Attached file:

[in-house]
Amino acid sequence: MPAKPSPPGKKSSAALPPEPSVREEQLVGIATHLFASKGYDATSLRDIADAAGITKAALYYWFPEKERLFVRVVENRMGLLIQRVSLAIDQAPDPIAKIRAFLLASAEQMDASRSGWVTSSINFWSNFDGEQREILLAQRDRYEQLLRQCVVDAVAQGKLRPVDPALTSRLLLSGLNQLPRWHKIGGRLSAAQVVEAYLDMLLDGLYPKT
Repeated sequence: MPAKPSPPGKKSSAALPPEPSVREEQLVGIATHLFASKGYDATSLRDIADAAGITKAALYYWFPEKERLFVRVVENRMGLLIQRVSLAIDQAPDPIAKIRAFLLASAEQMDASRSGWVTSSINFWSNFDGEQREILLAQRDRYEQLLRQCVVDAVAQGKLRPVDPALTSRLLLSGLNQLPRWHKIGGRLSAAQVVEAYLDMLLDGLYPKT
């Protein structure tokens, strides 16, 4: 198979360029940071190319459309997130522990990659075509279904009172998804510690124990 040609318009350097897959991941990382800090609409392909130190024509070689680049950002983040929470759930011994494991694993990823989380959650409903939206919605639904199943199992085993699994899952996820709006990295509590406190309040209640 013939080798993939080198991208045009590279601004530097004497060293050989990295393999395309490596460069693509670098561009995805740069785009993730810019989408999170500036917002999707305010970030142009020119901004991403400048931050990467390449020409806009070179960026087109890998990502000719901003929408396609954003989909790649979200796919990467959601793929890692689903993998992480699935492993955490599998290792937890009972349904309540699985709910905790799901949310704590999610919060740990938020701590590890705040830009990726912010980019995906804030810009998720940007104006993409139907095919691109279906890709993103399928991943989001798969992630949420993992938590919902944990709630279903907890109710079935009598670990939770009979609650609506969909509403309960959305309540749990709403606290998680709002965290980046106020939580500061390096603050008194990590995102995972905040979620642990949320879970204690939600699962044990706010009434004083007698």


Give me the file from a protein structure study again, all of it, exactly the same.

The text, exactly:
[in-house]
Amino acid sequence: MPAKPSPPGKKSSAALPPEPSVREEQLVGIATHLFASKGYDATSLRDIADAAGITKAALYYWFPEKERLFVRVVENRMGLLIQRVSLAIDQAPDPIAKIRAFLLASAEQMDASRSGWVTSSINFWSNFDGEQREILLAQRDRYEQLLRQCVVDAVAQGKLRPVDPALTSRLLLSGLNQLPRWHKIGGRLSAAQVVEAYLDMLLDGLYPKT
Repeated sequence: MPAKPSPPGKKSSAALPPEPSVREEQLVGIATHLFASKGYDATSLRDIADAAGITKAALYYWFPEKERLFVRVVENRMGLLIQRVSLAIDQAPDPIAKIRAFLLASAEQMDASRSGWVTSSINFWSNFDGEQREILLAQRDRYEQLLRQCVVDAVAQGKLRPVDPALTSRLLLSGLNQLPRWHKIGGRLSAAQVVEAYLDMLLDGLYPKT
């Protein structure tokens, strides 16, 4: 198979360029940071190319459309997130522990990659075509279904009172998804510690124990 040609318009350097897959991941990382800090609409392909130190024509070689680049950002983040929470759930011994494991694993990823989380959650409903939206919605639904199943199992085993699994899952996820709006990295509590406190309040209640 013939080798993939080198991208045009590279601004530097004497060293050989990295393999395309490596460069693509670098561009995805740069785009993730810019989408999170500036917002999707305010970030142009020119901004991403400048931050990467390449020409806009070179960026087109890998990502000719901003929408396609954003989909790649979200796919990467959601793929890692689903993998992480699935492993955490599998290792937890009972349904309540699985709910905790799901949310704590999610919060740990938020701590590890705040830009990726912010980019995906804030810009998720940007104006993409139907095919691109279906890709993103399928991943989001798969992630949420993992938590919902944990709630279903907890109710079935009598670990939770009979609650609506969909509403309960959305309540749990709403606290998680709002965290980046106020939580500061390096603050008194990590995102995972905040979620642990949320879970204690939600699962044990706010009434004083007698």